OFTENTIMES YOU HEAR the phrase, "Hollywood doesn't give children enough credit." And maybe that's true... but then again, it's not like most kids are nuclear physicists. Generally speaking, they like movies about robot cars, insipid princesses, and talking Chihuahuas. So while a certain level of credit is certainly welcome, the new animated feature Rango provides far too much for the kids—yet not quite enough for adults.

Director Gore Verbinski's (Pirates of the Caribbean) tale of a lost, domesticated chameleon (voiced by Johnny Depp) who winds up in a desert town of water-starved animals is a winky, but loving tribute to the cinema—in particular Westerns. The reptile, who fancies himself an actor, is all too happy to become the parched menagerie's sheriff/savior, dubbing himself "Rango," and vowing to discover who's behind the town's missing water supply.

Every possible classic Western personality—from the plucky heroine (Isla Fisher) committed to saving her ranch to the corrupt mayor (Ned Beatty)—is portrayed in animal form, and the genre's touchstone films (High Plains Drifter, Django, The Magnificent Seven, High Noon) are all touched upon. The visual element is stunningly realistic enough to cause distraction as one admires dust swirling in the street, a gorgeous purple sunset, or the tobacco juice dripping from a critter's whiskers. Likewise, the vocal characterizations from all involved are spot on, melding effortlessly into the animals they inhabit.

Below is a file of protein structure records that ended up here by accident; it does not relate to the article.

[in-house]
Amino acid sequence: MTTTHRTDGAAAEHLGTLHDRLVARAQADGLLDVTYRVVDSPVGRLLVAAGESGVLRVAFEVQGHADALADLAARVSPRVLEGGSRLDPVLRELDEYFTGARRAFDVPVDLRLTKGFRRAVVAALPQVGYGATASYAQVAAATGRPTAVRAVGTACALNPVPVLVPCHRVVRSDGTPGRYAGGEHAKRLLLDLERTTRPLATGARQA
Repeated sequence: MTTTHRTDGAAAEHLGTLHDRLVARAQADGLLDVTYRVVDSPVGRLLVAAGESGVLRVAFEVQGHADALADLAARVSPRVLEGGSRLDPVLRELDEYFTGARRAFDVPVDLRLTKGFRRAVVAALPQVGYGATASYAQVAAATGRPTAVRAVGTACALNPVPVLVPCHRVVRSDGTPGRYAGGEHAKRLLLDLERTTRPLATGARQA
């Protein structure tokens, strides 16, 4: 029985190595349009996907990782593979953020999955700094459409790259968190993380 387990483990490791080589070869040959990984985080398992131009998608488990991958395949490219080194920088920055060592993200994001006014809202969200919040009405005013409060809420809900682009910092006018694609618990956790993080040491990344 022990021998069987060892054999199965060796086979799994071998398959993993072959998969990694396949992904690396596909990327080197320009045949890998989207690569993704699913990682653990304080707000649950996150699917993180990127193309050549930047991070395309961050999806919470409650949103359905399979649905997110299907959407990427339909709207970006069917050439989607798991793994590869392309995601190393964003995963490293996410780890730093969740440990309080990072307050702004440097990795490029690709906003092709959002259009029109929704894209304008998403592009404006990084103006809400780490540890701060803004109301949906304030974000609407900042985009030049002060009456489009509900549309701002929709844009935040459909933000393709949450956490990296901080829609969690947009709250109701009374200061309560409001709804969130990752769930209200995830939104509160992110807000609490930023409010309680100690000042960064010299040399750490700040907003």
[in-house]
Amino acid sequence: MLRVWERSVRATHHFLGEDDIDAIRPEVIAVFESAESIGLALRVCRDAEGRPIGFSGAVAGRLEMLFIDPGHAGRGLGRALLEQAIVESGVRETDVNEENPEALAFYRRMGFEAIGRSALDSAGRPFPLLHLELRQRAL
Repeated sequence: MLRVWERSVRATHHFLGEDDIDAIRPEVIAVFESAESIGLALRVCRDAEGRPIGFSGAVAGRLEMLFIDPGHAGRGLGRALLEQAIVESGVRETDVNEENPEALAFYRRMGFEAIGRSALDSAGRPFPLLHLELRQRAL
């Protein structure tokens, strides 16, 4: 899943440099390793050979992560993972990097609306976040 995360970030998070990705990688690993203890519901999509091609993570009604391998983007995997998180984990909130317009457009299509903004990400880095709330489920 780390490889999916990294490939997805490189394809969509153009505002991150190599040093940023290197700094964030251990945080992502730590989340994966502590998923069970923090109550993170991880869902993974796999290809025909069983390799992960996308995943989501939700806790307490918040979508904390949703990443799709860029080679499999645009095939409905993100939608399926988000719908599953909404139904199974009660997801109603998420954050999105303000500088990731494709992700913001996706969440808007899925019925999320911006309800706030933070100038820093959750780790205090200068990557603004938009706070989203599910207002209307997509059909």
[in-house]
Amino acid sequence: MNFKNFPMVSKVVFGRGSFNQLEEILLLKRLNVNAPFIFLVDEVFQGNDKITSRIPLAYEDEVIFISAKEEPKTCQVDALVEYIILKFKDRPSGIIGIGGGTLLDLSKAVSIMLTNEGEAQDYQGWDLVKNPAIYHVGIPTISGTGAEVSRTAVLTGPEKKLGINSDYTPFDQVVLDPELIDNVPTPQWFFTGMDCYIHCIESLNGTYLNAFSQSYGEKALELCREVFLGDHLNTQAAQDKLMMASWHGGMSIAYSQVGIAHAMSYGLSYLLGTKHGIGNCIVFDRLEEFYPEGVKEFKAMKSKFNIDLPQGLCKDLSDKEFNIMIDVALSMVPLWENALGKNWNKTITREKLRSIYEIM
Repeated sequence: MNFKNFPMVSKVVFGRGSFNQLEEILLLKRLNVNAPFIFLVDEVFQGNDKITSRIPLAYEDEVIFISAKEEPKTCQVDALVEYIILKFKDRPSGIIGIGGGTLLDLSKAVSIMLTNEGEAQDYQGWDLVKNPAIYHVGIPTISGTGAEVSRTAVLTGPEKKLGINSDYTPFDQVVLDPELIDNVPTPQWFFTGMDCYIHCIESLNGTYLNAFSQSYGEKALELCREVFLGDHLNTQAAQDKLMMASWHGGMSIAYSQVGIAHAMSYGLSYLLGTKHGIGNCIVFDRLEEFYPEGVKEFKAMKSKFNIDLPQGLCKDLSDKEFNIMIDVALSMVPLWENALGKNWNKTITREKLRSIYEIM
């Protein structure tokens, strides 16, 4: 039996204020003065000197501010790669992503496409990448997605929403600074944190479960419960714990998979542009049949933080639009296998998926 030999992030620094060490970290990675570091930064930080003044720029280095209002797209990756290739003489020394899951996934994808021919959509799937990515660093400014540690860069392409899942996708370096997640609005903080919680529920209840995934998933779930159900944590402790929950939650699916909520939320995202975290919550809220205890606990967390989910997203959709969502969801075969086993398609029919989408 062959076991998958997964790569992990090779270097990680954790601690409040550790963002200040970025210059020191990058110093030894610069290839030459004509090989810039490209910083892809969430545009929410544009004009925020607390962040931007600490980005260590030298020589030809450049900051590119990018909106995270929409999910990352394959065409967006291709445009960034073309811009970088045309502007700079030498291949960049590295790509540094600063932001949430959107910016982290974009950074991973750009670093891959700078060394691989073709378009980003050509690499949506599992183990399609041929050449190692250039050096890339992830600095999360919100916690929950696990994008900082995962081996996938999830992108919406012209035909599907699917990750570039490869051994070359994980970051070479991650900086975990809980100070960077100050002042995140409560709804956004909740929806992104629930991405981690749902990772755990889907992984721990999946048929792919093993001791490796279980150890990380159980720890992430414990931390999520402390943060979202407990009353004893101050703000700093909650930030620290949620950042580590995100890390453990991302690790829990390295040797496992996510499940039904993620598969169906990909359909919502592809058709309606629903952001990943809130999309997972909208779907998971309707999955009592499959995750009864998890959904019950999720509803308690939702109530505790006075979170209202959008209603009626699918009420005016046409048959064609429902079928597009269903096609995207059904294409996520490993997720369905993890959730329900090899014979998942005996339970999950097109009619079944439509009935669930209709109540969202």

So what's so wrong? Primarily a script that depends far too heavily on adult laughs (there's even a prostate joke for chrissakes) and not very good ones at that. With so many jokes whizzing over a child's head, and too few hitting their adult targets, Rango plays like a gorgeous love letter to the Western genre that ultimately only its creators can appreciate.